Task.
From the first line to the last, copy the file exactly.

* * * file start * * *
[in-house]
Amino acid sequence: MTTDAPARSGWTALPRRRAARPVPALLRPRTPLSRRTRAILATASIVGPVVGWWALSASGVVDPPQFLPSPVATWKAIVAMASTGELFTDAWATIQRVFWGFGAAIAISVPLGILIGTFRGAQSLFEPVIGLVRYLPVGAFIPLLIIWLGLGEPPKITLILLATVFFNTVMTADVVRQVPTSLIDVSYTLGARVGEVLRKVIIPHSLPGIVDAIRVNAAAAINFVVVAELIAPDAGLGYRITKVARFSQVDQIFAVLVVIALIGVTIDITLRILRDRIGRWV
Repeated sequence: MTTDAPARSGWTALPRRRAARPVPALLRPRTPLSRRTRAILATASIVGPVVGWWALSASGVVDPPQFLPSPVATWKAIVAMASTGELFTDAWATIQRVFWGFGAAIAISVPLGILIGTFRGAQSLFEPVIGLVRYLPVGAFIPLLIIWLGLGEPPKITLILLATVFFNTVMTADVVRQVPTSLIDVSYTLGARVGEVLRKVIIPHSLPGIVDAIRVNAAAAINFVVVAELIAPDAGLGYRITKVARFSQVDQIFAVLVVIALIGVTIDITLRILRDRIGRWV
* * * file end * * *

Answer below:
[in-house]
Amino acid sequence: MTTDAPARSGWTALPRRRAARPVPALLRPRTPLSRRTRAILATASIVGPVVGWWALSASGVVDPPQFLPSPVATWKAIVAMASTGELFTDAWATIQRVFWGFGAAIAISVPLGILIGTFRGAQSLFEPVIGLVRYLPVGAFIPLLIIWLGLGEPPKITLILLATVFFNTVMTADVVRQVPTSLIDVSYTLGARVGEVLRKVIIPHSLPGIVDAIRVNAAAAINFVVVAELIAPDAGLGYRITKVARFSQVDQIFAVLVVIALIGVTIDITLRILRDRIGRWV
Repeated sequence: MTTDAPARSGWTALPRRRAARPVPALLRPRTPLSRRTRAILATASIVGPVVGWWALSASGVVDPPQFLPSPVATWKAIVAMASTGELFTDAWATIQRVFWGFGAAIAISVPLGILIGTFRGAQSLFEPVIGLVRYLPVGAFIPLLIIWLGLGEPPKITLILLATVFFNTVMTADVVRQVPTSLIDVSYTLGARVGEVLRKVIIPHSLPGIVDAIRVNAAAAINFVVVAELIAPDAGLGYRITKVARFSQVDQIFAVLVVIALIGVTIDITLRILRDRIGRWV